“What you want to ask me?” he replies.
“What are your thoughts on that?” I answer, somewhat bewildered.
“The albums. They sound different.” I’m struggling now. What did I get myself into?
“Quit wasting my time friend. What you are asking me is which sound is better. You wouldn’t know because you don’t know those seventies records” he explains condescendingly.
“No, I do know them. I have them both for many years. Maybe 15 years I’ve been listening to those records.” I stumble over my own explanation.
“Then you would know that there is no comparison. The Jamaican ones are far superior. It is not opinion or taste. It is indisputable fact. I can show you the discography. It does not lie.”
My cell phone starts vibrating. I need to get out of this nightmare. I look at the text. It’s emch from Subatomic Sound System, a righteous dub and dubstep DJ I met and interviewed when he was supporting Lee “Scratch” Perry on his last US tour.
“Mista Watson, I need to track down Flabba Holt. Just spoke with Scientist few minutes ago. Vampires is a go” says emch in that…emch style.
The coincidence is eerie. What is happening?
I bumble and stumble through an hour-long interview with Scientist and by the end we start to vibe quite well, both of us chuckling at one point about how uncomfortable the interview had gotten.
It is during this time that I get the opportunity to interview Cecil “Skelly” Spence about Israel Vibration’s work with the great Jim Fox of Lion and Fox Recording Studios in College Park, MD for a 3-part story. For those who have been living in a cave for the past 20 years, Fox, another dub reggae innovator, has engineered and produced a laundry list of modern roots classics right in Washington, DC. Think Don Carlos, Israel Vibration, Roots Radics, Dean Frazier, SOJA, and Groundation just to name a few.
During the interview Skelly tells me that he is excited about a show they will be playing in Central Park, NYC just a few days later. It hits me. emch!
Flabba stirs his chicken and rice. He’s thinking about something.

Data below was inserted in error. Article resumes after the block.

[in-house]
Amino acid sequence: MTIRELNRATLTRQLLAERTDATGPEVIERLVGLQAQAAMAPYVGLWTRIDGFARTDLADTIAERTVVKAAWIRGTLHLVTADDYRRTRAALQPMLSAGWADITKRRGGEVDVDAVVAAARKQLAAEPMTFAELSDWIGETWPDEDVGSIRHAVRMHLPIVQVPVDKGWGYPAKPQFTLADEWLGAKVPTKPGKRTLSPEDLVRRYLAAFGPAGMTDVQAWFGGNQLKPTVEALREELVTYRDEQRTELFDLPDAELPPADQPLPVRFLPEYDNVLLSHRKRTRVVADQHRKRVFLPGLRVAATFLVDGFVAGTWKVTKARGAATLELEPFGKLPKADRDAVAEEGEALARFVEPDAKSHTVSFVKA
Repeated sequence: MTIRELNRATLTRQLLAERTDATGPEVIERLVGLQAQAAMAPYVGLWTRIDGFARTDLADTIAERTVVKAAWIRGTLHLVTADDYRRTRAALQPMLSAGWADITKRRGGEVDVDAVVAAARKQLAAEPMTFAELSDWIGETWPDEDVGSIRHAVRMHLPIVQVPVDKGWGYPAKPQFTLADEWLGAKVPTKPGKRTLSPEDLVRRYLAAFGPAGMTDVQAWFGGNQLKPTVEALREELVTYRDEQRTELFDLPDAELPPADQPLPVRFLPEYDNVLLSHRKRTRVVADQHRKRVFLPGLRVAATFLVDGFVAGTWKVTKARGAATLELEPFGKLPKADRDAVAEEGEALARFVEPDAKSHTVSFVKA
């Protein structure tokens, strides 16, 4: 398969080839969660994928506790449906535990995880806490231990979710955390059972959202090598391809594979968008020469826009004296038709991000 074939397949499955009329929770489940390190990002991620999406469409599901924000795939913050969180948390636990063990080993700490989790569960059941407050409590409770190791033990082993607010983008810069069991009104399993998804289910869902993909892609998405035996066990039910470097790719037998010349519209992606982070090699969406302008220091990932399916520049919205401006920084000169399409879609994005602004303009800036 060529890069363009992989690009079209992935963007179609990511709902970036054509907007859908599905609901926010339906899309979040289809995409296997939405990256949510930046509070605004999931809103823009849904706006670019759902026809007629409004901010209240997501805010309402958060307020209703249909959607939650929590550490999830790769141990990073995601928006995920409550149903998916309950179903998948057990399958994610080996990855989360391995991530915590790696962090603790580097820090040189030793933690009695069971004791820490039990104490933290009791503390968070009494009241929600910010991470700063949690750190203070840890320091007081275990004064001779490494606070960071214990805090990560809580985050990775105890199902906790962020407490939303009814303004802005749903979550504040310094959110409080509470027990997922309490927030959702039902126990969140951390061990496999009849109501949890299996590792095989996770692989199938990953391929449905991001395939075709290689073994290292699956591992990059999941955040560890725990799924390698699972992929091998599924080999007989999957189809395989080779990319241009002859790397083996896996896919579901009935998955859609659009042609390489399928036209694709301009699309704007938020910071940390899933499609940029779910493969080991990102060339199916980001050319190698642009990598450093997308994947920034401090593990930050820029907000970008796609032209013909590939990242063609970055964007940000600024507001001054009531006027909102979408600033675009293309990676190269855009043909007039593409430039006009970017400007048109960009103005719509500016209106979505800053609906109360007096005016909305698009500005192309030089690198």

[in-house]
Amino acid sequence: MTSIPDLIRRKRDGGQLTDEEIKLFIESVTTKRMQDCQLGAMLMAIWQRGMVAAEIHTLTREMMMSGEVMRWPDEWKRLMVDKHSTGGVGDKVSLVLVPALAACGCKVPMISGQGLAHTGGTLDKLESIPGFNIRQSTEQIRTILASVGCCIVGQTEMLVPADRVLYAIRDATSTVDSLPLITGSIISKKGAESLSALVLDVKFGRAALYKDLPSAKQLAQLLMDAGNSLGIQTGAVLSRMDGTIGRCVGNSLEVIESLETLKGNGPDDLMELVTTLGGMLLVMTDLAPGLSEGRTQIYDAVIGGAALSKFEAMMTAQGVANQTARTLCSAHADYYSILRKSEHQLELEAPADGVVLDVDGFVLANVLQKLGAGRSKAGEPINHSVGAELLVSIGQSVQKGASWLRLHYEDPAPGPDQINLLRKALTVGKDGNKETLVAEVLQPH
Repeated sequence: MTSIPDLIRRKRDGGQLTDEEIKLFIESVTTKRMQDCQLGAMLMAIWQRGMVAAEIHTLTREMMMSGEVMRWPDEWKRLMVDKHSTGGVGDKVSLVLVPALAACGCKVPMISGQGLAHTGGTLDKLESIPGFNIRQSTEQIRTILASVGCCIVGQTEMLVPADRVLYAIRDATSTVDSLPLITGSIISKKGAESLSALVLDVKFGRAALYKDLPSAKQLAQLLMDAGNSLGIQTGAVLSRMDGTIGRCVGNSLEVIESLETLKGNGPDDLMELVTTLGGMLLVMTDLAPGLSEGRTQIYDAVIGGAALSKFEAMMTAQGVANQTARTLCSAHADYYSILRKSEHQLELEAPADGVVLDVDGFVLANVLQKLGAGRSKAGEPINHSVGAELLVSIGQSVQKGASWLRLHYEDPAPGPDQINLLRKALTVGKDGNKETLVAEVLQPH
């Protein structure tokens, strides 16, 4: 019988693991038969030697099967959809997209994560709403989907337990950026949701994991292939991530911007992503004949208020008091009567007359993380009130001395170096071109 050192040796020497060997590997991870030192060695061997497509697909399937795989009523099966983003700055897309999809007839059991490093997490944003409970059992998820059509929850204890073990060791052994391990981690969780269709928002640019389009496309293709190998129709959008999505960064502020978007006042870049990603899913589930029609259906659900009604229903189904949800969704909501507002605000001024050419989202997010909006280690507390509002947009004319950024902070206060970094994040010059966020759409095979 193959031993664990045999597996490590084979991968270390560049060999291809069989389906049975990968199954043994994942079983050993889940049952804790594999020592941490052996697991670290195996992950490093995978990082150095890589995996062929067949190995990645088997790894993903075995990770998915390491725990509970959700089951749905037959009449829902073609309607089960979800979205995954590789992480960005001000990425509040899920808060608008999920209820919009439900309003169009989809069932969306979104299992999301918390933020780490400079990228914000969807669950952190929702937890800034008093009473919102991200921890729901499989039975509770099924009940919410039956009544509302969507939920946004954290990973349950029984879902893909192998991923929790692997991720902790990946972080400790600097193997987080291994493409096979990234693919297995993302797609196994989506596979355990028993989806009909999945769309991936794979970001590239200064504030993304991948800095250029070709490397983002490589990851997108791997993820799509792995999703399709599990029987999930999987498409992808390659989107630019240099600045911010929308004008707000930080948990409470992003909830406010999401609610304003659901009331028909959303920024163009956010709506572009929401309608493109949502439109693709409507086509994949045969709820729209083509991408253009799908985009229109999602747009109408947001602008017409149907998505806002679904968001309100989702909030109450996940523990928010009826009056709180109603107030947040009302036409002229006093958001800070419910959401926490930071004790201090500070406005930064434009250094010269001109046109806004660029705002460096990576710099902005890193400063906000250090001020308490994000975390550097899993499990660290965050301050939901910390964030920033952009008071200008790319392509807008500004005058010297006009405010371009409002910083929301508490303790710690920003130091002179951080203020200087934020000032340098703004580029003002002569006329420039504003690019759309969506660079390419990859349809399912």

“So lemme tell u likkle story now boss. We were in the studio long time back – Junjo’s studio. It was the usual bredren ya know, we was working on some ting fi Junjo. There is a large glass window, almost like dis one deh (he points to the floor-to-ceiling window on the far side of his hotel room). Every day me a see dis likkle youth, him a bafrefoot and dirty likkle youth. He don’t go to nobody. Me a catch him look pon us play in de studio day after day. One day I give him some money and gone! Him disappear. But then every time we record in de studio de youth him a come out.”
“So we rehearse inna de studio one day and I say ‘take a break!’ I hear bang bang bang pon de studio door.”
“De likkle youth him want to play on the piano!”
“So I say to him ‘let me see a play a tune.’ When him play de keys something lick me! Si say to de youth “play another tune for me.”
“So him come wit dis” says Flabba nodding his head as he starts to sing “Some call it Spanish Town, ah Prison Oval Rock.”
“So I say to de group ‘let de youth play on one track, see what he made of!’”
“Winston Wright he went crazy and him say ‘no, no, no, no him cyan’ play on any tune.’”
“Winston him get very mad ya know. So I threw down me bass and closed de session because dem cyan’ let the youth him play on even one track, one riddim. So I walk all up and down Maxfield Avenue and go back to de studio and dem was still vex! From that day on I stood for dat likkle youth.”
And it’s a good thing he did. That “likkle” youth, born Wycliffe Johnson, went by the nick name “Steelie” and was one of the greatest musical minds ever to come from the island. Best known for his role in the team Steely & Clevie, he was equally influential in his early work as a keyboardist along with the Roots Radics, and helped to transform reggae at several stages, from roots to dancehall to digital.
An expert keyboardist who also worked with Bob Marley and Bunny Wailer, Steelie worked at seminal Jamaican recording studios like Coxsone Dodd’s Studio One, Lee (Scratch) Perry’s Black Ark and Sugar Minott’s Youth Promotion. By some estimates he participated in more sessions than anyone else in the history of reggae.